Nitpicking Driveclub PS Plus Edition – What I Love and Loathe About It


From time to time, I would do a pseudo-review on games I have been playing. Instead of going super objective-based, having scores and whatnot like professional gaming news and reviews site, I would do a write-up with a very subjective-based approach, what I love and loathe about small hints of details about that particular game. Remember: what I like might be something you hate, and vice versa, so there won’t be a verdict whether you should buy or not, but use my experience with the game as a reference point to judge your purchase.

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Driveclub is supposed to be a launch title for the PS4, but delays made it to release last October. Unfortunately, this racing game which highly emphasise the social aspects of the game has major issues with their online infrastructure (not due to bugs, but a whole design issue) which really made the experience far less enjoyable, and a delay of a free-ish version of the game for PS Plus subscribers.

Almost a year later, the promised PS Plus Edition is here, and with online support to boot.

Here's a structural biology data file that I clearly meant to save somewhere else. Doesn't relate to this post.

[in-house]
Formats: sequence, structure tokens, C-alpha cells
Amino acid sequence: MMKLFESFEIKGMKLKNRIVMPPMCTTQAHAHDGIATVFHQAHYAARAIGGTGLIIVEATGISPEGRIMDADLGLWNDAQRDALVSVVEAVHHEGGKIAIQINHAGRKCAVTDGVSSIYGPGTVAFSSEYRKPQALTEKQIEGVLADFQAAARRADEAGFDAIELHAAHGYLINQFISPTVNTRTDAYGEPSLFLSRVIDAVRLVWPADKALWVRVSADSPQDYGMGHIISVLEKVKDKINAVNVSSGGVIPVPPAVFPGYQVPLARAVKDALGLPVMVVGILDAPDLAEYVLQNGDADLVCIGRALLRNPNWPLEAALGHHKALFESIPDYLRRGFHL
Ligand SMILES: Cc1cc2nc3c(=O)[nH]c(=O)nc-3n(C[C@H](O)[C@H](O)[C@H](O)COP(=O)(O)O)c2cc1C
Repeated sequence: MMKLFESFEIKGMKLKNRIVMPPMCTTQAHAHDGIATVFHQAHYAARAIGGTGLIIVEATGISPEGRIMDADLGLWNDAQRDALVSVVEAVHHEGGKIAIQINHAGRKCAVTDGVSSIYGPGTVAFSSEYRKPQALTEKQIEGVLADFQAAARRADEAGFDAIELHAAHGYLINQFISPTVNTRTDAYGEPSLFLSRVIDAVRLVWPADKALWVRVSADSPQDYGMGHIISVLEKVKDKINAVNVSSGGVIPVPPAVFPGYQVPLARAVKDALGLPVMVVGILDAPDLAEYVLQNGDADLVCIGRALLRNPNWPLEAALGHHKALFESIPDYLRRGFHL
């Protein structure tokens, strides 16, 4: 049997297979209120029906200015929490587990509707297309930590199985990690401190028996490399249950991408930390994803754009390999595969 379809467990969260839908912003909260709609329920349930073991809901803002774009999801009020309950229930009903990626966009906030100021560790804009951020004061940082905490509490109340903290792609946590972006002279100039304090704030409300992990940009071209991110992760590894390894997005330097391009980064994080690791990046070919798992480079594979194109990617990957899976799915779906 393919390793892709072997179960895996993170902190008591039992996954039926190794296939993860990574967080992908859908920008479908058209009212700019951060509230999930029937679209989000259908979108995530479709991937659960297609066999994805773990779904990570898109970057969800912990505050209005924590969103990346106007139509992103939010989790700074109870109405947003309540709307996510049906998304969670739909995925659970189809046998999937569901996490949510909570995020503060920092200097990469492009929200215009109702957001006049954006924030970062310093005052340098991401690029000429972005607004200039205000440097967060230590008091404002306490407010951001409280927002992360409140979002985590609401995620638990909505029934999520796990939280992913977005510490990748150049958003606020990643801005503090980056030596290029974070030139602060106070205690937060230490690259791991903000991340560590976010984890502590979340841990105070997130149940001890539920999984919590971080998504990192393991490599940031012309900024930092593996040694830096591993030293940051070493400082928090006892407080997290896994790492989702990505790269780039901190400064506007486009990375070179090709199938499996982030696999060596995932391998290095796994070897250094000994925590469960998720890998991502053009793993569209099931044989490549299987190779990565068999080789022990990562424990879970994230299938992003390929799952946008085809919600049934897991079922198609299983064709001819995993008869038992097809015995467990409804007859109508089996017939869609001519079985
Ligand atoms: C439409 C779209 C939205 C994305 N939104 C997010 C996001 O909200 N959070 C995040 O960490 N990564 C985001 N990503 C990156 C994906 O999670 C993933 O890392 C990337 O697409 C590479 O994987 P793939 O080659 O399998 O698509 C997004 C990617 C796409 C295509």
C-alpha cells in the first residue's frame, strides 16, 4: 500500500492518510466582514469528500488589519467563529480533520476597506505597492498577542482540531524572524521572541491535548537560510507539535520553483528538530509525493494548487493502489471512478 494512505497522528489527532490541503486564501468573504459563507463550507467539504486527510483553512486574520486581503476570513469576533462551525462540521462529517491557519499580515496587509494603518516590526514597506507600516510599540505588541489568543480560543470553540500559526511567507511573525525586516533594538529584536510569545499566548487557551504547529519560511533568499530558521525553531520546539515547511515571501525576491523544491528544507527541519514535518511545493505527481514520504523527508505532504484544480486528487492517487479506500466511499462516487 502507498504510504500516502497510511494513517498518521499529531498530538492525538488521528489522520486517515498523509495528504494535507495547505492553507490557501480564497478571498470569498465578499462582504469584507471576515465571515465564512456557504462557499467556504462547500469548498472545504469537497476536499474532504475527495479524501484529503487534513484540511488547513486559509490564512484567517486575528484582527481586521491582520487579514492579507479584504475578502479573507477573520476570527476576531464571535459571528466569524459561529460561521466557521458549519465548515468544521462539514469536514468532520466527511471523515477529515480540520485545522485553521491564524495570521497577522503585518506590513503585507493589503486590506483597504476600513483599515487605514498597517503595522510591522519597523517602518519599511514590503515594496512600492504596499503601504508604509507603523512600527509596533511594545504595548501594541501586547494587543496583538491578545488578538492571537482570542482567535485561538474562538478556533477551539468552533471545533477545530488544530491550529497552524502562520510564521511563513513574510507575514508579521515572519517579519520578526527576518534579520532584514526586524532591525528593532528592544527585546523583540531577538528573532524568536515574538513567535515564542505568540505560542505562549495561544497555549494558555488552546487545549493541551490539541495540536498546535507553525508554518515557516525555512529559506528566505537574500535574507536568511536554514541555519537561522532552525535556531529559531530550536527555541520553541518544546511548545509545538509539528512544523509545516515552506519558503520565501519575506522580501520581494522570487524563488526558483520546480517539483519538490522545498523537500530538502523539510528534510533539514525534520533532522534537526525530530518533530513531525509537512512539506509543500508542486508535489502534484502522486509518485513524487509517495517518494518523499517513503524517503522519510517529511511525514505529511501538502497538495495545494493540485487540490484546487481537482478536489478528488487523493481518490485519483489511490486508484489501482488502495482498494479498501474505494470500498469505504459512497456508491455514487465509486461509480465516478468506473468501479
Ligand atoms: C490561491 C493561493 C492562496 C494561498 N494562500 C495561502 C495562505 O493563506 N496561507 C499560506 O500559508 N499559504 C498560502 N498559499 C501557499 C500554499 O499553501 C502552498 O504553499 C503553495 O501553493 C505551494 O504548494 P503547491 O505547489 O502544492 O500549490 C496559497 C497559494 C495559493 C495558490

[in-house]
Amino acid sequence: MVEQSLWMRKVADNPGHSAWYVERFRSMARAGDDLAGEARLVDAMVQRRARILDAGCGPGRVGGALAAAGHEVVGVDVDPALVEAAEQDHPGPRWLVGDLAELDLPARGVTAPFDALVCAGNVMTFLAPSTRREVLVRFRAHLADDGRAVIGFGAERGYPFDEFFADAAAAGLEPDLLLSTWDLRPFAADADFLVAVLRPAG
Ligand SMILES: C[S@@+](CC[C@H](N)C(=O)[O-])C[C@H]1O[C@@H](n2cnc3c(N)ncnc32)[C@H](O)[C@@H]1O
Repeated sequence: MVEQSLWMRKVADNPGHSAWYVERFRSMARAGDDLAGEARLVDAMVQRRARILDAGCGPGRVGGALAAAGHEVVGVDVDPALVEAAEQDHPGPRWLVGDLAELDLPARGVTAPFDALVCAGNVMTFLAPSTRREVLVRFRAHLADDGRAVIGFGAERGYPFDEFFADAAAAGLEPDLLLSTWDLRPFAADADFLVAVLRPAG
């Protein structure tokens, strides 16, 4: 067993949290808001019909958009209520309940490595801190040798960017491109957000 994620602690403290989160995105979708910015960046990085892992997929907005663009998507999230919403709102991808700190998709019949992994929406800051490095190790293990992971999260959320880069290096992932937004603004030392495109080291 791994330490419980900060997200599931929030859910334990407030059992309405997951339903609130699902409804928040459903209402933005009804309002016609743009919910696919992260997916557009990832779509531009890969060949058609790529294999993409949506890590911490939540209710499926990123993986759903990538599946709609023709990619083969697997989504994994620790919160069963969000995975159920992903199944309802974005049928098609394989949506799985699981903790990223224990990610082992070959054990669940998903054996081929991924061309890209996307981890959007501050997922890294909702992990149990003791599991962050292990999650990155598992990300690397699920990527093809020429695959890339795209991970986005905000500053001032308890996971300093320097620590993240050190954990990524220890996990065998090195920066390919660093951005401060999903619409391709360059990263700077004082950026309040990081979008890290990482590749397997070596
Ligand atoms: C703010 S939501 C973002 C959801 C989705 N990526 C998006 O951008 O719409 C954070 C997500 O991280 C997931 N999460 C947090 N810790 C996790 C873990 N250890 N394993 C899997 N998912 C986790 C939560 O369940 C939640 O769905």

What I Loved

  • On the scale of arcade to sim level of driving physics, this leans toward the sim part. Although really awkward feeling at first, once you’ve raced a good number of times, and it will feel good once accommodated with the handling.
    • Surprisingly, I struggled to get a podium finish with cars of low power but can dominate the track when using hyper class cars like the Pagani Zonda R.
    • Car bumping and corner cutting are not encouraged, with penalties given for those acts.

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  • Weather effects are ridiculously cool. Not sure if it is up to par to project CARS (haven’t played that one) but the rain effects on the windscreen is phenomenal. Also, potholes on the tarmac gets filled up by rain, and there’s a sensation of entering a puddle, some subtle vibrations, which I believe do have impact on the car’s handling.
    • Night driving also feels good, just dark enough to feel tense. Add a storm and it’s a nightmare to drive in the night.

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  • All online functions are there for the PS Plus Edition. You can:
    • create and join clubs
    • create challenges and be challenged (even has notification pop-ups)
    • do face-offs, those mini-challenges that appear during any given race.
    • have online multiplayer races.
    • a party system, so you and friends can join together in the same online races.
  • Cannot say much about the online performance. I have a terrible router to begin with, which most of time prohibits me from joining a race as I cannot connect to certain people. But when it works, it works.